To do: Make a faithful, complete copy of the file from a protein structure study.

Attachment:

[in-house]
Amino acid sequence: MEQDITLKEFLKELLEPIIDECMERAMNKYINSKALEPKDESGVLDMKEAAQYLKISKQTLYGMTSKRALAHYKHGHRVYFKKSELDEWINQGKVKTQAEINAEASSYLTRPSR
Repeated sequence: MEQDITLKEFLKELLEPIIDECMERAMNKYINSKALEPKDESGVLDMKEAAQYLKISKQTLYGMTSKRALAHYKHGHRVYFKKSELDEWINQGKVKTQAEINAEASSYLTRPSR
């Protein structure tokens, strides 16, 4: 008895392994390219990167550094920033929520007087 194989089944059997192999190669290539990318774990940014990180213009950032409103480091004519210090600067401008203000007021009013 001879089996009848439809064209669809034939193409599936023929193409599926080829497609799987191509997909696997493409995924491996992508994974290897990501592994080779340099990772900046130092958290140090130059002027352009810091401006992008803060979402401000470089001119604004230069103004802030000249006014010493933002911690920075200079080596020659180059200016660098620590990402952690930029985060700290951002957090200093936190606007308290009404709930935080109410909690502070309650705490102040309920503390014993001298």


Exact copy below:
[in-house]
Amino acid sequence: MEQDITLKEFLKELLEPIIDECMERAMNKYINSKALEPKDESGVLDMKEAAQYLKISKQTLYGMTSKRALAHYKHGHRVYFKKSELDEWINQGKVKTQAEINAEASSYLTRPSR
Repeated sequence: MEQDITLKEFLKELLEPIIDECMERAMNKYINSKALEPKDESGVLDMKEAAQYLKISKQTLYGMTSKRALAHYKHGHRVYFKKSELDEWINQGKVKTQAEINAEASSYLTRPSR
């Protein structure tokens, strides 16, 4: 008895392994390219990167550094920033929520007087 194989089944059997192999190669290539990318774990940014990180213009950032409103480091004519210090600067401008203000007021009013 001879089996009848439809064209669809034939193409599936023929193409599926080829497609799987191509997909696997493409995924491996992508994974290897990501592994080779340099990772900046130092958290140090130059002027352009810091401006992008803060979402401000470089001119604004230069103004802030000249006014010493933002911690920075200079080596020659180059200016660098620590990402952690930029985060700290951002957090200093936190606007308290009404709930935080109410909690502070309650705490102040309920503390014993001298």